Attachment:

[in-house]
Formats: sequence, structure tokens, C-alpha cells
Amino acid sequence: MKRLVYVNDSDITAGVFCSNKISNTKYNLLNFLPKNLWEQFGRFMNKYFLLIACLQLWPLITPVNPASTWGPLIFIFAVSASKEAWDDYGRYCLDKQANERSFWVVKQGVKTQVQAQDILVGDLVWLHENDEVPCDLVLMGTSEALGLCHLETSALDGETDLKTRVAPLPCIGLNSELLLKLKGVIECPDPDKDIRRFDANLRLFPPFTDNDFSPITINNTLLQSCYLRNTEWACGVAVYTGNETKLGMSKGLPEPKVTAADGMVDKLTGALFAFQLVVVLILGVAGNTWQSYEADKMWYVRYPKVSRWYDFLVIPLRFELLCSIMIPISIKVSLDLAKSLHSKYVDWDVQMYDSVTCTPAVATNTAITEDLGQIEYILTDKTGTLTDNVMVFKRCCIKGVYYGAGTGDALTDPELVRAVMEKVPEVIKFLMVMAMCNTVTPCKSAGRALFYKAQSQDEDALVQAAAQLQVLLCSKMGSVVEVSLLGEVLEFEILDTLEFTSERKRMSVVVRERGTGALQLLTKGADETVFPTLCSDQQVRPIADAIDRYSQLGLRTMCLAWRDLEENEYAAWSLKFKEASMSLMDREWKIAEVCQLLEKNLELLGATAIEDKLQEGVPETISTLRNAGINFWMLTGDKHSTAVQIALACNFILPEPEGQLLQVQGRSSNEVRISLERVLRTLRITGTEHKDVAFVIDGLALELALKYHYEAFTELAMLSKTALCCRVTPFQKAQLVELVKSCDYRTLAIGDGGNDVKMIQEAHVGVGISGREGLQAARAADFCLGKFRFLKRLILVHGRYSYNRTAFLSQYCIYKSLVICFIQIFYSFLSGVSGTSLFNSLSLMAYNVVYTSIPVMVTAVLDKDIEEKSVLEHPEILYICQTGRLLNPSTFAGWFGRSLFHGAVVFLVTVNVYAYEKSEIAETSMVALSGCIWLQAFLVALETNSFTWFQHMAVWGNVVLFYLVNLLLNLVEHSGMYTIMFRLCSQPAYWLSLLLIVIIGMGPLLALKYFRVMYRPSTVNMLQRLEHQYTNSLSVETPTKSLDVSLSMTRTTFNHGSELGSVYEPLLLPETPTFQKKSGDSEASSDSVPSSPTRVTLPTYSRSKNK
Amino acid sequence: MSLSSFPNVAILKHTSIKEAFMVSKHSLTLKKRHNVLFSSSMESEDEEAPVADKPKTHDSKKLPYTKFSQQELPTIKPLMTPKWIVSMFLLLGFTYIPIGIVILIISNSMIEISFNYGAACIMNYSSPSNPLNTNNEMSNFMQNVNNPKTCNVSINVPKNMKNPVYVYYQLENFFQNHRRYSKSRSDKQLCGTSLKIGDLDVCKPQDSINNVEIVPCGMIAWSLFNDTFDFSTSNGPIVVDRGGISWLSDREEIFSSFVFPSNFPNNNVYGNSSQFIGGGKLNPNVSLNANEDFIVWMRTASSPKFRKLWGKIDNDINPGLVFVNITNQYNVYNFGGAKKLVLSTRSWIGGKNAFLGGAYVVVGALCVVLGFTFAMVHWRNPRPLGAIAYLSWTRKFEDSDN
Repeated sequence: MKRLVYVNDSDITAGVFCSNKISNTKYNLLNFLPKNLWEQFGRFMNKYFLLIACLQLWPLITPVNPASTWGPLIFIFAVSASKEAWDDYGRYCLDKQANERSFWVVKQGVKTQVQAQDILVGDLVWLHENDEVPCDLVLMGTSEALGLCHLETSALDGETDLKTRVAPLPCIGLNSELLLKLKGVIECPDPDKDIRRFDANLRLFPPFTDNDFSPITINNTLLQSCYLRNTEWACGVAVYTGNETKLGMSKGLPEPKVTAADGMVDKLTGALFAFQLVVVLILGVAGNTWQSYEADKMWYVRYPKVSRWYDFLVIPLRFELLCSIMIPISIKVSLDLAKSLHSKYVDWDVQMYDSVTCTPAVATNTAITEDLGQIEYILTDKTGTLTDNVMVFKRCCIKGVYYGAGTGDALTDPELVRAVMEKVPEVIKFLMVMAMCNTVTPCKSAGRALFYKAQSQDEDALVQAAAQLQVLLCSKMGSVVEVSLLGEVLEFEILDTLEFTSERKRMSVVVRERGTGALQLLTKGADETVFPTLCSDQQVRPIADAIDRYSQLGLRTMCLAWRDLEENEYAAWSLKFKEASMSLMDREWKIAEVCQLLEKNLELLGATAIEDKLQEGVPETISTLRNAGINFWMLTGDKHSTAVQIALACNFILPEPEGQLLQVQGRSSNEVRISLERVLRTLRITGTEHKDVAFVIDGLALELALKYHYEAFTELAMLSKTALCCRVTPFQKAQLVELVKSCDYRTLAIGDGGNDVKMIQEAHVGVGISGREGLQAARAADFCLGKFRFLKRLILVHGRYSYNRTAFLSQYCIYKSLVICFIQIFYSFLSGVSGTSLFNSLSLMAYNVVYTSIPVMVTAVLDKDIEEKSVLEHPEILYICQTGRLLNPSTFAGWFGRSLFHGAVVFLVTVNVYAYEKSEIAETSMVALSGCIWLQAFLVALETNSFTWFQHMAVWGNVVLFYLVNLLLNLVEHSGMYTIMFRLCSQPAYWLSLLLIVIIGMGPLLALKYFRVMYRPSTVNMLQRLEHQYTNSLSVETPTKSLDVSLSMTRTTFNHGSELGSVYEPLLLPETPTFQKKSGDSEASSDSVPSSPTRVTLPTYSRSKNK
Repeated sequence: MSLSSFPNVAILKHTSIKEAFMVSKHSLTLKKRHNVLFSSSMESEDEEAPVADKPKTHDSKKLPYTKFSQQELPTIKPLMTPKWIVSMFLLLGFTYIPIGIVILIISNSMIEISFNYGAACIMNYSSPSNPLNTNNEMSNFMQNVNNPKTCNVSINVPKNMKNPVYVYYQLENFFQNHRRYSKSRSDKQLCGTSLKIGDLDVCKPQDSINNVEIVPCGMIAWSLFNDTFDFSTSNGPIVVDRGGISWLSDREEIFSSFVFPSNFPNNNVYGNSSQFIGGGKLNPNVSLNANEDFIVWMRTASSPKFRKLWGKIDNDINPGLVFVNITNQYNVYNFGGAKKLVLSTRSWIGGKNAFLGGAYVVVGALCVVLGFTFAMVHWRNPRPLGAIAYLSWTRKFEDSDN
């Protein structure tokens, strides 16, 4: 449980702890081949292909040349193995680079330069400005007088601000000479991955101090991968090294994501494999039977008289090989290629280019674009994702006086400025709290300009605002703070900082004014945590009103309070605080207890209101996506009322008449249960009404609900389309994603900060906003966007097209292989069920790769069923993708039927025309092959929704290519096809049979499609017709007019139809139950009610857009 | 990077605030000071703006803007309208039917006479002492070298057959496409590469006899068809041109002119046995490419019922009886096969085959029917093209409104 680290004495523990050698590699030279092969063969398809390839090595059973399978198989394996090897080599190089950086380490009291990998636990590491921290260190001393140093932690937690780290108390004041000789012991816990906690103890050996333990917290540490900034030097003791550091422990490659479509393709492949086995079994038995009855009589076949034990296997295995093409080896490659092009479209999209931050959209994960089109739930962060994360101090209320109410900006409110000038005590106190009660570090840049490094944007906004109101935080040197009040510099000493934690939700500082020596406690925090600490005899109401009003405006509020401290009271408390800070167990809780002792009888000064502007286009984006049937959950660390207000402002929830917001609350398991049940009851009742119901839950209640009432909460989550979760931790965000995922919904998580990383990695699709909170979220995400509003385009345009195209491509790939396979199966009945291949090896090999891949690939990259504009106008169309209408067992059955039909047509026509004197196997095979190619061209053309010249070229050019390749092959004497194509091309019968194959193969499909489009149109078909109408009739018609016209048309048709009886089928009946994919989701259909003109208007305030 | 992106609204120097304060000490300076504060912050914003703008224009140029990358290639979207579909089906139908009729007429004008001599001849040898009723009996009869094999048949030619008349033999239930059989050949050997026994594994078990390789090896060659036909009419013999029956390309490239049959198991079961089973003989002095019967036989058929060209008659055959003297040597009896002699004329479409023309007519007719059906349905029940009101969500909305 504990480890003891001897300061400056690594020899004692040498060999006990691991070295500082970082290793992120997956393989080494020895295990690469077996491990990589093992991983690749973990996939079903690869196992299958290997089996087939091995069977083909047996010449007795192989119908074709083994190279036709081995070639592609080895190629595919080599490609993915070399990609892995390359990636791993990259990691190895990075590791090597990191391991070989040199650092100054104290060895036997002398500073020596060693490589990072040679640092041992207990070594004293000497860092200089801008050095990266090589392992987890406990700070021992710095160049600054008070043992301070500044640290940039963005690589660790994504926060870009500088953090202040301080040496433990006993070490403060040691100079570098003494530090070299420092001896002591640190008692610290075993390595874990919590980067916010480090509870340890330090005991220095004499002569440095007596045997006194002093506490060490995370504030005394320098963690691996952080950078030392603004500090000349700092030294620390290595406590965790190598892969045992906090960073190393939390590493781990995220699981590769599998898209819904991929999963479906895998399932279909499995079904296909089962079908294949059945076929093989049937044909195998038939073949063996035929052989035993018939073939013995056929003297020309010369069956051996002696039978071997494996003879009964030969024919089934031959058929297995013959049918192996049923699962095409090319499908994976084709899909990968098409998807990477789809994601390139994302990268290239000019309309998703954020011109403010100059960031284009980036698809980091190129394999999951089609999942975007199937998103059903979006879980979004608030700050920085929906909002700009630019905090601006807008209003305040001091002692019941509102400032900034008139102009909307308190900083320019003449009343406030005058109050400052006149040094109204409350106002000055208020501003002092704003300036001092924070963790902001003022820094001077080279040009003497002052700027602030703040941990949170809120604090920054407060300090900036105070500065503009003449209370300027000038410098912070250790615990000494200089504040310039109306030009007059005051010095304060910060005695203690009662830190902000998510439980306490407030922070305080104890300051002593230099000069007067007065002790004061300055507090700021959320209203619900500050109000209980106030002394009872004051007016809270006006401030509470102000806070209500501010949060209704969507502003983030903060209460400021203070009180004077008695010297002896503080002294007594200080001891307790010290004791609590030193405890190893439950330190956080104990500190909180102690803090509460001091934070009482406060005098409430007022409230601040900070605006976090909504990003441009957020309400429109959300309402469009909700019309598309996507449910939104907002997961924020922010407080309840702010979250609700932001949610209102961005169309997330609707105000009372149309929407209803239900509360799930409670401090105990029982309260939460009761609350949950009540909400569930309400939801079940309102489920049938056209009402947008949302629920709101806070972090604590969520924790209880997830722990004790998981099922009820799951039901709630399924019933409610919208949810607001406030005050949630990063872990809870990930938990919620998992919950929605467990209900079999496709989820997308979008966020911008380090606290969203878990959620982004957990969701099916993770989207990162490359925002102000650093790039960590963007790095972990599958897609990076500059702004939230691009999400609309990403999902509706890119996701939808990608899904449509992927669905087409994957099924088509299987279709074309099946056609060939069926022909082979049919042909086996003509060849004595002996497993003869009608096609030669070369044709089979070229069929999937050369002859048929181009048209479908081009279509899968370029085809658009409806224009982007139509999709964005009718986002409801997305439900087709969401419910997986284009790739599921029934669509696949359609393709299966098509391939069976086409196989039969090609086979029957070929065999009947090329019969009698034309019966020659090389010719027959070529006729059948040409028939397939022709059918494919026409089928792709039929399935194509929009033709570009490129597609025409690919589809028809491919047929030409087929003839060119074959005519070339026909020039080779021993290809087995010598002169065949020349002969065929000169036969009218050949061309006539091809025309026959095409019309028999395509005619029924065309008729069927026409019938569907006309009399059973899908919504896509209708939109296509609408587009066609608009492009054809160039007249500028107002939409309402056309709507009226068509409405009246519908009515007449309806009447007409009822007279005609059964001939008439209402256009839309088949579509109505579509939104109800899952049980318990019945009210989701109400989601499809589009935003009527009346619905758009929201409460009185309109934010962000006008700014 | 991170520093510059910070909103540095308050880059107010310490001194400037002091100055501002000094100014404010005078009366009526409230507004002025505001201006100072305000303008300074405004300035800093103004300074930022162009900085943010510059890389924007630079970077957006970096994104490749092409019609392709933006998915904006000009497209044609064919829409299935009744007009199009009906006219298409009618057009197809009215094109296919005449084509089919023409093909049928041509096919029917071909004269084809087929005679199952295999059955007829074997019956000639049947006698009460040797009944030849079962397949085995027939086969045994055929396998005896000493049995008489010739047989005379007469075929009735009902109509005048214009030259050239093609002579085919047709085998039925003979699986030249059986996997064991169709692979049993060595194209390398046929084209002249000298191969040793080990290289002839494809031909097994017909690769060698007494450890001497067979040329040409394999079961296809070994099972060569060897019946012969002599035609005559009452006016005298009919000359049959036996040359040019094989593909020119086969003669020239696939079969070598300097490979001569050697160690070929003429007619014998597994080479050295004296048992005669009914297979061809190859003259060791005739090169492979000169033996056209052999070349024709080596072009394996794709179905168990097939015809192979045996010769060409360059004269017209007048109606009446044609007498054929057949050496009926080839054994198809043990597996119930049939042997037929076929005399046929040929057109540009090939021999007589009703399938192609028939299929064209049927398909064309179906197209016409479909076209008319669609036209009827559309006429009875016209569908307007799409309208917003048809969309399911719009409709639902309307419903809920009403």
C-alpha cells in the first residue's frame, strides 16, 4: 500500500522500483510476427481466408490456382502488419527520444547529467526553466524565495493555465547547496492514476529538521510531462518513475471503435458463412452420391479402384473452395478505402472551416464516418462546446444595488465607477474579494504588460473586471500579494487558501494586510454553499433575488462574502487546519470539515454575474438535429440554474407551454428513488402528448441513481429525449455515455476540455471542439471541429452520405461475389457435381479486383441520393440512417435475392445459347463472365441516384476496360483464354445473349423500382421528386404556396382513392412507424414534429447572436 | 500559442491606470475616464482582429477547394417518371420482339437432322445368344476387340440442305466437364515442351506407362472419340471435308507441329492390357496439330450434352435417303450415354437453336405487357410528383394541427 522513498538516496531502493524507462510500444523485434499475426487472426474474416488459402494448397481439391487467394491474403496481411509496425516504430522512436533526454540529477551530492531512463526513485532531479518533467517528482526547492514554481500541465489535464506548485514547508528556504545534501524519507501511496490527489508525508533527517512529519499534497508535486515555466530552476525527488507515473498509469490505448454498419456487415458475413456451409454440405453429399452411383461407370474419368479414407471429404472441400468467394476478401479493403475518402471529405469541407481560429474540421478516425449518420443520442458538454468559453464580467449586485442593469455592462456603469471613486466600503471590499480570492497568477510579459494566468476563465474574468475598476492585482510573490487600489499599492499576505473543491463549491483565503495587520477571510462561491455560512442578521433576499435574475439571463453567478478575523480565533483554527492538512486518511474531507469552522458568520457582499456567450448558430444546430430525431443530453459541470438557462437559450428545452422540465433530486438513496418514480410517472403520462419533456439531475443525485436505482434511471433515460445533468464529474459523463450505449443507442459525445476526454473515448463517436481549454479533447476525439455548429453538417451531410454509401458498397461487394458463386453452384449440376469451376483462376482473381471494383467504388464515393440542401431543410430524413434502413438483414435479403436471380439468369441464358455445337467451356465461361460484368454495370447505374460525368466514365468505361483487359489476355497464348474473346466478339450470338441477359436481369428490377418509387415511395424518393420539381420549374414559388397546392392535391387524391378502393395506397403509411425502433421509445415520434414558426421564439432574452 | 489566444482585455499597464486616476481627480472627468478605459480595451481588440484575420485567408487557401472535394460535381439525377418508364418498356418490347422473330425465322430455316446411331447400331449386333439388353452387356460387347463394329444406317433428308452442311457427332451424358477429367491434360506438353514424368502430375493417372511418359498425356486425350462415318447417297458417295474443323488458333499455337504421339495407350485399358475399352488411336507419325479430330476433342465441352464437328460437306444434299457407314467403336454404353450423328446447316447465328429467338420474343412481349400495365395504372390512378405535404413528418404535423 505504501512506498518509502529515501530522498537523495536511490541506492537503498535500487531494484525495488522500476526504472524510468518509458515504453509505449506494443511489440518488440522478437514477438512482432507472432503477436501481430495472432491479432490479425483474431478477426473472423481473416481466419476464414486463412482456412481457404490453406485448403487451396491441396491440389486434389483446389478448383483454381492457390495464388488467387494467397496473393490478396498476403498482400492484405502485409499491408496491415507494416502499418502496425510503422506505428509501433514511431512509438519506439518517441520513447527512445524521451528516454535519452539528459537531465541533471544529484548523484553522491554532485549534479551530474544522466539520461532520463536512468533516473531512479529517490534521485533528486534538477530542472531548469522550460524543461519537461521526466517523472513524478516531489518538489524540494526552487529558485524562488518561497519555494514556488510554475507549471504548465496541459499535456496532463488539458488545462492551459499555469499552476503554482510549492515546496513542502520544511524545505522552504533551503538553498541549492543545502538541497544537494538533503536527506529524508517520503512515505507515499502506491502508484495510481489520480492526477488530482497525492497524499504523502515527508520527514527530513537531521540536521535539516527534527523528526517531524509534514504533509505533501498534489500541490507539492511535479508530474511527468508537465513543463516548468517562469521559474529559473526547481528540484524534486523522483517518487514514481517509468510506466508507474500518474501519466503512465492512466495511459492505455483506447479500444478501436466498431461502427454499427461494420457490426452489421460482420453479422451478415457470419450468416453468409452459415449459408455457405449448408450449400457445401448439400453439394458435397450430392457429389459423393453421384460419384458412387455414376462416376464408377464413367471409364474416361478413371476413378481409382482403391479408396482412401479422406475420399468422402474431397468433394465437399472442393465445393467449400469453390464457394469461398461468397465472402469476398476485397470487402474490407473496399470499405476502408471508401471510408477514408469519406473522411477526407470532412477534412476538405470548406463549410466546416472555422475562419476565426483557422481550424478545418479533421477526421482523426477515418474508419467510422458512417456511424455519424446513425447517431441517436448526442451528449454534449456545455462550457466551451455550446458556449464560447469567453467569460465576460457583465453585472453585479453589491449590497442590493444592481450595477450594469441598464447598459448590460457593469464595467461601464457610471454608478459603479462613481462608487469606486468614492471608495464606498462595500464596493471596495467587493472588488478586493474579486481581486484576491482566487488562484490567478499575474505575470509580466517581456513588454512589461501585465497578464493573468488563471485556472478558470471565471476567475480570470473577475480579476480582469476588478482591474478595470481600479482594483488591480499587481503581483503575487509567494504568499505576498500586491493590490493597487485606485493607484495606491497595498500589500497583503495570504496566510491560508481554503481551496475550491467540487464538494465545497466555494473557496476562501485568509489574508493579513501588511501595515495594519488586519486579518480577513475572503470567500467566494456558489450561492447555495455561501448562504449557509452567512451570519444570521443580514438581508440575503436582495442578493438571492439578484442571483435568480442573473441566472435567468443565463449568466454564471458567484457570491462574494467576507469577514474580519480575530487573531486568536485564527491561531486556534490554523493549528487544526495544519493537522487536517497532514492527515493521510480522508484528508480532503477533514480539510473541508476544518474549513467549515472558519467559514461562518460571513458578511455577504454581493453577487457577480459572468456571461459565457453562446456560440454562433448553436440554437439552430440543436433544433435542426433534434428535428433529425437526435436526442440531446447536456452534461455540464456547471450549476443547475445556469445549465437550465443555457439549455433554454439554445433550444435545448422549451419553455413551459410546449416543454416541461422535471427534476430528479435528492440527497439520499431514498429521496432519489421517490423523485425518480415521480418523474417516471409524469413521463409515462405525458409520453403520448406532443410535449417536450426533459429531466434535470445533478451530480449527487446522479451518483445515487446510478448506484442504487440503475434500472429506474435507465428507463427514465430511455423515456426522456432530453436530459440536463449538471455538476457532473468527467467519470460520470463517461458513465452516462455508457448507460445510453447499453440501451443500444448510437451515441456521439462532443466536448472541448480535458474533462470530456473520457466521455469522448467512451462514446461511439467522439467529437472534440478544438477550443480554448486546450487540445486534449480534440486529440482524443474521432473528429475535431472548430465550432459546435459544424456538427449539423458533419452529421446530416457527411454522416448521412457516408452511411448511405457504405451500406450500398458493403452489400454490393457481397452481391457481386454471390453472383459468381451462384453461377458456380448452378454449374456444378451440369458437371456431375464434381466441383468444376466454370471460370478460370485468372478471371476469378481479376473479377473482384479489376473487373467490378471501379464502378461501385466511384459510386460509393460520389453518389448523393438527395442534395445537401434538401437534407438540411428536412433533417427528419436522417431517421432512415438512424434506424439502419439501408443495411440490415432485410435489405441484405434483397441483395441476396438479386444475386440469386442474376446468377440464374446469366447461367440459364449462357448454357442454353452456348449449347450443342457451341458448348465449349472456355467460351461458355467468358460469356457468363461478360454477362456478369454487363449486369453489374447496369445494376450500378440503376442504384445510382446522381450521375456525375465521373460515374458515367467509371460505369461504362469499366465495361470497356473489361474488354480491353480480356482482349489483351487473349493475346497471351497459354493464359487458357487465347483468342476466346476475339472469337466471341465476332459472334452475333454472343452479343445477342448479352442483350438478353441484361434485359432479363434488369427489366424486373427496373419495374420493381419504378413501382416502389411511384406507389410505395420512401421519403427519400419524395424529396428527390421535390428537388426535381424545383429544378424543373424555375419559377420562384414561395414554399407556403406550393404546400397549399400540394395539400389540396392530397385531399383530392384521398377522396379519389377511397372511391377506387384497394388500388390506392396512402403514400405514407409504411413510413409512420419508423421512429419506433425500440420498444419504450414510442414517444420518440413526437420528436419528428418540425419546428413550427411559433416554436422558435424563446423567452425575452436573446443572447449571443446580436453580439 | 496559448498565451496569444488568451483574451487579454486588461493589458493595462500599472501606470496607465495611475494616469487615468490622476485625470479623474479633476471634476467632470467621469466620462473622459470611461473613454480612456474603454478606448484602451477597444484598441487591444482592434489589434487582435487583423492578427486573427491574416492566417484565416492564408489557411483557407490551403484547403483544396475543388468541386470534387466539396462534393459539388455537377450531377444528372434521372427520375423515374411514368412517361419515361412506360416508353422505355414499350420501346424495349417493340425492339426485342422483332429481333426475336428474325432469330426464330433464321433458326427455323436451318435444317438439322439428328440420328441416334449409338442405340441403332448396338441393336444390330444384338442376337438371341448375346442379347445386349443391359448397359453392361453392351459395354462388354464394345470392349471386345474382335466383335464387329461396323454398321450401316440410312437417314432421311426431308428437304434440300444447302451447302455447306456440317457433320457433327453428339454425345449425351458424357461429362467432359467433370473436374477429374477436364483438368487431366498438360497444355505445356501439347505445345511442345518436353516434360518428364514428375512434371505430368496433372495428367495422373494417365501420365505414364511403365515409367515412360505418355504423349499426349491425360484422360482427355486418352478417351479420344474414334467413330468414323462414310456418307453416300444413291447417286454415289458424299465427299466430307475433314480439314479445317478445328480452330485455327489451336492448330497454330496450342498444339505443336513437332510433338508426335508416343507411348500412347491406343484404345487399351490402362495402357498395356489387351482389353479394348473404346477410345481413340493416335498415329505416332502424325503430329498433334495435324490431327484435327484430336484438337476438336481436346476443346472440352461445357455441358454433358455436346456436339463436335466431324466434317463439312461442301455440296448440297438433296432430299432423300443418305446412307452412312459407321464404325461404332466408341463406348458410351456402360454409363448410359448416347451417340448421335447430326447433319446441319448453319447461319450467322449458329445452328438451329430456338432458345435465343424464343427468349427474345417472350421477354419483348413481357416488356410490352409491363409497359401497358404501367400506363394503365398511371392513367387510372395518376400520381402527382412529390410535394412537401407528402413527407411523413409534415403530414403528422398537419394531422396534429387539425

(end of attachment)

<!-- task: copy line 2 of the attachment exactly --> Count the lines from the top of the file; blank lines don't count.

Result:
Formats: sequence, structure tokens, C-alpha cells